A review of past and projected changes in Australia's rainfall

Raktima Dey, Sophie C. Lewis, Julie M. Arblaster, Nerilie J. Abram

Research output: Contribution to journalReview ArticleResearchpeer-review

69 Citations (Scopus)


There has been much attention given to the spatial and temporal characteristics of changes in mean and extreme rainfall over Australia during the past century. As Australia is the second driest continent on Earth, reliable projections around the trends and variability in future rainfall are crucial for policymakers and water resource management. This article comprehensively reviews the current published literature on trends in Australia's rainfall from pre-instrumental and instrumental records, the climatic drivers of Australia's rainfall variability, attribution of the long-term trends, extreme rainfall attribution methods with particular reference to a recent case study (2010–2012 east Australia rainfall event) and projected changes of mean and extreme rainfall over Australia during the 21st century. Notable trends in the observational record of rainfall in Australia are a decrease in mean rainfall in southwest and southeast Australia and an increase in northwest Australia since 1950. The general consensus of research into Australia's future rainfall is that mean rainfall will continue to decrease in southwest Australia in a warming world, while changes over northern and eastern Australia remain uncertain. There are still significant knowledge gaps around the causes of observed trends in rainfall both in the mean and extremes, the ability of climate models to accurately represent rainfall in the Australian region and future rainfall projections. These gaps are identified, and avenues for future research directions are proposed.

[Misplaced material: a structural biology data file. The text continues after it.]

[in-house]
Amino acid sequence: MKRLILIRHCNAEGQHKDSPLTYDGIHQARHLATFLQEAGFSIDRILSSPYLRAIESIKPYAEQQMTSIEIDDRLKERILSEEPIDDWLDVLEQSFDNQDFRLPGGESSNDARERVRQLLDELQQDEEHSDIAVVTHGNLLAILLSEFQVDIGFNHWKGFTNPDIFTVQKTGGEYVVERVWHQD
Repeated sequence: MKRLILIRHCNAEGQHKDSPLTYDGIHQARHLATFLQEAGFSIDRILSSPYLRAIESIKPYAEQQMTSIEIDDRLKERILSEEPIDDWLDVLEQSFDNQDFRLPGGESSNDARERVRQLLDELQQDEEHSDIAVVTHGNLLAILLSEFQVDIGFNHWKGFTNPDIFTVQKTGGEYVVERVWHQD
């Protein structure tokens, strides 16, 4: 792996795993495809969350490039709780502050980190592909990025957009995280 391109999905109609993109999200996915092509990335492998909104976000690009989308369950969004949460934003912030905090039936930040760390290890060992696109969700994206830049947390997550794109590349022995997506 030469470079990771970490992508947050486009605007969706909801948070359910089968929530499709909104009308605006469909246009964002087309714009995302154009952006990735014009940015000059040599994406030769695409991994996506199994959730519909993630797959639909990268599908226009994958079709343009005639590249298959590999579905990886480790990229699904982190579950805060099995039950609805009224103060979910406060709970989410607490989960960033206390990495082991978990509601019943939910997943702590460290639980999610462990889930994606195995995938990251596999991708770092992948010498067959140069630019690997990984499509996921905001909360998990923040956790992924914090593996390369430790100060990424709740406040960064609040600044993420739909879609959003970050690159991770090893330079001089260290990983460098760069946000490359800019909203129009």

Original languageEnglish
Article numbere577
Number of pages23
JournalWIREs Climate Change
Issue number3
Publication statusPublished - 1 May 2019


  • Australian rainfall
  • climate change
  • extreme trend
  • rainfall driver
  • rainfall projection

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